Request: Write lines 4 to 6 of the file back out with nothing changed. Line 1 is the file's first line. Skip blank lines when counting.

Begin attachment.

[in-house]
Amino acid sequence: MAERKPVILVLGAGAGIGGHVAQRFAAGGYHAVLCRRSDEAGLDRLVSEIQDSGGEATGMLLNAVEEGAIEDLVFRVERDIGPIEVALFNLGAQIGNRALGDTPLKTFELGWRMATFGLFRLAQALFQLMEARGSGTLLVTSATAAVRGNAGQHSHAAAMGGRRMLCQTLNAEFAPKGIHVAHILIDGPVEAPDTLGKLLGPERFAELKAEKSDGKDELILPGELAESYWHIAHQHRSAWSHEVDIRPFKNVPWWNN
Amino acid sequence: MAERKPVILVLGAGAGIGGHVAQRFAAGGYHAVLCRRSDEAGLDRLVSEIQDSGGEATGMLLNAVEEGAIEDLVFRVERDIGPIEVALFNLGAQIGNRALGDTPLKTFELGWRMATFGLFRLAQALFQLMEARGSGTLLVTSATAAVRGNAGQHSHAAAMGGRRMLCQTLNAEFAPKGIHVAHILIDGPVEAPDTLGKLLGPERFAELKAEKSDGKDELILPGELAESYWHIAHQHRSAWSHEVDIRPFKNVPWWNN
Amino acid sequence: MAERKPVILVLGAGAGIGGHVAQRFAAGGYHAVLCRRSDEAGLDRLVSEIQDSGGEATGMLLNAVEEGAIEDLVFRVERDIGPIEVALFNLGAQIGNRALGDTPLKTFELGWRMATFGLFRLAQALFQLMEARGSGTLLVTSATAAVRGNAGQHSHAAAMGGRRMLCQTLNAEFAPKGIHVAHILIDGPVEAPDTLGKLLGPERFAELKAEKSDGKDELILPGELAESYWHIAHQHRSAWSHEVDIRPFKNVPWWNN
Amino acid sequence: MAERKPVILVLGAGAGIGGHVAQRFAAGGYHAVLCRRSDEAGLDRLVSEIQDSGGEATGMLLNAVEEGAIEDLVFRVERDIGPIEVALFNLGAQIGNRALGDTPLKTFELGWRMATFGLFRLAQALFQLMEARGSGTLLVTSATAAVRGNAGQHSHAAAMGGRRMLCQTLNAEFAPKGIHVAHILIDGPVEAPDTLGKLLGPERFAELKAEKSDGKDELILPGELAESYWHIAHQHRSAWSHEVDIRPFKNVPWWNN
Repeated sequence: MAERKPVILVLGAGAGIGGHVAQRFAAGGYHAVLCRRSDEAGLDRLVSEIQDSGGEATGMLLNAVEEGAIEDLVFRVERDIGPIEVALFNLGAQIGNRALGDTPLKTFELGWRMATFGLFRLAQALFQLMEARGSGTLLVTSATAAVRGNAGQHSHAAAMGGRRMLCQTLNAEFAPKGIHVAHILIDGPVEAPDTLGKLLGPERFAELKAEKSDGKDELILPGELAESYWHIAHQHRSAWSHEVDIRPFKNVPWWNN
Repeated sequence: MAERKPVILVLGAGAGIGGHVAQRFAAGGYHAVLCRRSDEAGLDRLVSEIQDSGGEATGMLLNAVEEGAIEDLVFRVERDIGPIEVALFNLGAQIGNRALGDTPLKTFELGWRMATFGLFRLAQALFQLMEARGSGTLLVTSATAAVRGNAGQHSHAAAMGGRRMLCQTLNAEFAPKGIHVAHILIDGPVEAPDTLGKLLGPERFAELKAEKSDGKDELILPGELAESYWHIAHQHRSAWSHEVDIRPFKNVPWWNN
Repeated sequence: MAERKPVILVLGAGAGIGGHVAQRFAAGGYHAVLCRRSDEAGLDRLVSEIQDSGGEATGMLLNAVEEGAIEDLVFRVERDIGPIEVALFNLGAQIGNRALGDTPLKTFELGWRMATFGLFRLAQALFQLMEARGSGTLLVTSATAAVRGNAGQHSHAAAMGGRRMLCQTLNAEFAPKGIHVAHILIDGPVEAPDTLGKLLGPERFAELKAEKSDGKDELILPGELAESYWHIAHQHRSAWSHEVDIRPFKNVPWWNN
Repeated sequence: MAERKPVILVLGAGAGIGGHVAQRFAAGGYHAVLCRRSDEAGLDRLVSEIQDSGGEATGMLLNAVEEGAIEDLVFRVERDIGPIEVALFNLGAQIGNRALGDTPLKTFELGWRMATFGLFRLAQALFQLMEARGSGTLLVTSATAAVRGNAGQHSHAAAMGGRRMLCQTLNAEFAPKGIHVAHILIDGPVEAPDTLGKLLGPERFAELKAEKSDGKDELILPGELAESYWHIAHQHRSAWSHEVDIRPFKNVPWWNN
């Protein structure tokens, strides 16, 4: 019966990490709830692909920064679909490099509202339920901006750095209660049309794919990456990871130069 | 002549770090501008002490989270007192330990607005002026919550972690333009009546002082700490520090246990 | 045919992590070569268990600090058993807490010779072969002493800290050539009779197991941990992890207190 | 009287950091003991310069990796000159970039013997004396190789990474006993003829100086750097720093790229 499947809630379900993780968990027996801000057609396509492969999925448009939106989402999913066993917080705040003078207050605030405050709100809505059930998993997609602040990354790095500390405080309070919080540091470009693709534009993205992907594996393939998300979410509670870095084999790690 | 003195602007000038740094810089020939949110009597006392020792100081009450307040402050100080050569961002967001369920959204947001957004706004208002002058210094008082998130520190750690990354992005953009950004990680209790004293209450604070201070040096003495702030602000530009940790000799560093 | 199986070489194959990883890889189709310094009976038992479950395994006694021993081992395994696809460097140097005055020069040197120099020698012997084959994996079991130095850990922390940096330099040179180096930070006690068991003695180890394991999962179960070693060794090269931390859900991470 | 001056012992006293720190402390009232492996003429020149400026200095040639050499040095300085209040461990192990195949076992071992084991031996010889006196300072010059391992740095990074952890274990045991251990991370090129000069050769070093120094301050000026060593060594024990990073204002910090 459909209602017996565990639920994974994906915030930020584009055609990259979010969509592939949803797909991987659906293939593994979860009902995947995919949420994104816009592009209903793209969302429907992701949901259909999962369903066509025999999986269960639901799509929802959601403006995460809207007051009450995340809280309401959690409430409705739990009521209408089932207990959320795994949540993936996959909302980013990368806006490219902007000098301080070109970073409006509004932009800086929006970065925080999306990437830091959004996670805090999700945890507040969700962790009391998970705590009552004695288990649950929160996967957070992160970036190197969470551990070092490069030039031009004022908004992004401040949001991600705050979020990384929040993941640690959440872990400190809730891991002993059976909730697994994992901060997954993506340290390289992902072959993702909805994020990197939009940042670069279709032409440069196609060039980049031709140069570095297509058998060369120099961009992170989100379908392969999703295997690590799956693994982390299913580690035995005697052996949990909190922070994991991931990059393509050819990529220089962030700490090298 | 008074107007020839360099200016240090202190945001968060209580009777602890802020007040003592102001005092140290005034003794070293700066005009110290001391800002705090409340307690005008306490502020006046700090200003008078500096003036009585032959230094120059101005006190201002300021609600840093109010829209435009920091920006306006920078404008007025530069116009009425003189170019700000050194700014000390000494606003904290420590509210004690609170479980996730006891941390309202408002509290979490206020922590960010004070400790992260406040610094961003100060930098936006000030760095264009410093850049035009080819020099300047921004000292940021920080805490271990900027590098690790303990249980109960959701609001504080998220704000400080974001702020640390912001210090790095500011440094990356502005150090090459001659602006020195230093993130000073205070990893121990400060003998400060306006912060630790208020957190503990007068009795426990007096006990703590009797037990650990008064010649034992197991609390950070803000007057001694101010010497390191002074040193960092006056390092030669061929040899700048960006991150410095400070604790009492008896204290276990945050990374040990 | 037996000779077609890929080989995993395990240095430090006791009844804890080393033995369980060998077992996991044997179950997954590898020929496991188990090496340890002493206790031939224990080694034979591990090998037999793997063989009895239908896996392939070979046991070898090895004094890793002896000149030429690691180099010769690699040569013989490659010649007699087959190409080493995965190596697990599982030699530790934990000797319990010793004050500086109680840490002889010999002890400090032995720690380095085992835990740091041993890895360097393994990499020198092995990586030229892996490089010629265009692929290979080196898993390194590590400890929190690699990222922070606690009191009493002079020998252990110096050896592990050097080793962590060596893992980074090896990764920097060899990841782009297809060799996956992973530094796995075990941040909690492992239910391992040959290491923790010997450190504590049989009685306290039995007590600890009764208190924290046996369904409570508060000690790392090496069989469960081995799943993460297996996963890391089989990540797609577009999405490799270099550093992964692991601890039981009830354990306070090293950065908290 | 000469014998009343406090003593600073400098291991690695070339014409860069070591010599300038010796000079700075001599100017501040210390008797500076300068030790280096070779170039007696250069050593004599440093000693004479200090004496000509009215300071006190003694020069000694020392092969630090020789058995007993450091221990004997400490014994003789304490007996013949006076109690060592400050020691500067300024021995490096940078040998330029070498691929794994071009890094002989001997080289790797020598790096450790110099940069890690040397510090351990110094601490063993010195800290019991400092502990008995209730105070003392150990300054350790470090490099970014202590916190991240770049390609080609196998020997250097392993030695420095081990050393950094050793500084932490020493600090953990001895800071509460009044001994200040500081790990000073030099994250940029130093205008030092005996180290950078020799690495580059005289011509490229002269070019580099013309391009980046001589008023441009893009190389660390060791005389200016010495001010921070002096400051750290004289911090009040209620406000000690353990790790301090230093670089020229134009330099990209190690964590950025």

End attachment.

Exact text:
Amino acid sequence: MAERKPVILVLGAGAGIGGHVAQRFAAGGYHAVLCRRSDEAGLDRLVSEIQDSGGEATGMLLNAVEEGAIEDLVFRVERDIGPIEVALFNLGAQIGNRALGDTPLKTFELGWRMATFGLFRLAQALFQLMEARGSGTLLVTSATAAVRGNAGQHSHAAAMGGRRMLCQTLNAEFAPKGIHVAHILIDGPVEAPDTLGKLLGPERFAELKAEKSDGKDELILPGELAESYWHIAHQHRSAWSHEVDIRPFKNVPWWNN
Amino acid sequence: MAERKPVILVLGAGAGIGGHVAQRFAAGGYHAVLCRRSDEAGLDRLVSEIQDSGGEATGMLLNAVEEGAIEDLVFRVERDIGPIEVALFNLGAQIGNRALGDTPLKTFELGWRMATFGLFRLAQALFQLMEARGSGTLLVTSATAAVRGNAGQHSHAAAMGGRRMLCQTLNAEFAPKGIHVAHILIDGPVEAPDTLGKLLGPERFAELKAEKSDGKDELILPGELAESYWHIAHQHRSAWSHEVDIRPFKNVPWWNN
Repeated sequence: MAERKPVILVLGAGAGIGGHVAQRFAAGGYHAVLCRRSDEAGLDRLVSEIQDSGGEATGMLLNAVEEGAIEDLVFRVERDIGPIEVALFNLGAQIGNRALGDTPLKTFELGWRMATFGLFRLAQALFQLMEARGSGTLLVTSATAAVRGNAGQHSHAAAMGGRRMLCQTLNAEFAPKGIHVAHILIDGPVEAPDTLGKLLGPERFAELKAEKSDGKDELILPGELAESYWHIAHQHRSAWSHEVDIRPFKNVPWWNN